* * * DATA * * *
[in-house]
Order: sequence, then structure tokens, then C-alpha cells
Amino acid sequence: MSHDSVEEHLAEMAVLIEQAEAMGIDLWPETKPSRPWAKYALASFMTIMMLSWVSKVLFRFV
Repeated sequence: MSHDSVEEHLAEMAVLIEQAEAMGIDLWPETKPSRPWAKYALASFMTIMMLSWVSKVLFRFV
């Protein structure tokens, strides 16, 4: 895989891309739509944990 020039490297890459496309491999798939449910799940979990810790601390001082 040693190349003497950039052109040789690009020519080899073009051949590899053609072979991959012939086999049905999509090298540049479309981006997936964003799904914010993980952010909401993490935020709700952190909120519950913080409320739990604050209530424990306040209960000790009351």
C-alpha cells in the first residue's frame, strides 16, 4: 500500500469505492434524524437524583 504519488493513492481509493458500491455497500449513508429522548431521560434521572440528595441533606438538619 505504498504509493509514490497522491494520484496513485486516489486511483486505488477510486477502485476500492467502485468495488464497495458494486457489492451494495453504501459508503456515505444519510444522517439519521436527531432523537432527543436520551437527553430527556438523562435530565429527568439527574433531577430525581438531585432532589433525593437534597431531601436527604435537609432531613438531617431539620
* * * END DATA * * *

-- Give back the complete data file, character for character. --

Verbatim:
[in-house]
Order: sequence, then structure tokens, then C-alpha cells
Amino acid sequence: MSHDSVEEHLAEMAVLIEQAEAMGIDLWPETKPSRPWAKYALASFMTIMMLSWVSKVLFRFV
Repeated sequence: MSHDSVEEHLAEMAVLIEQAEAMGIDLWPETKPSRPWAKYALASFMTIMMLSWVSKVLFRFV
């Protein structure tokens, strides 16, 4: 895989891309739509944990 020039490297890459496309491999798939449910799940979990810790601390001082 040693190349003497950039052109040789690009020519080899073009051949590899053609072979991959012939086999049905999509090298540049479309981006997936964003799904914010993980952010909401993490935020709700952190909120519950913080409320739990604050209530424990306040209960000790009351």
C-alpha cells in the first residue's frame, strides 16, 4: 500500500469505492434524524437524583 504519488493513492481509493458500491455497500449513508429522548431521560434521572440528595441533606438538619 505504498504509493509514490497522491494520484496513485486516489486511483486505488477510486477502485476500492467502485468495488464497495458494486457489492451494495453504501459508503456515505444519510444522517439519521436527531432523537432527543436520551437527553430527556438523562435530565429527568439527574433531577430525581438531585432532589433525593437534597431531601436527604435537609432531613438531617431539620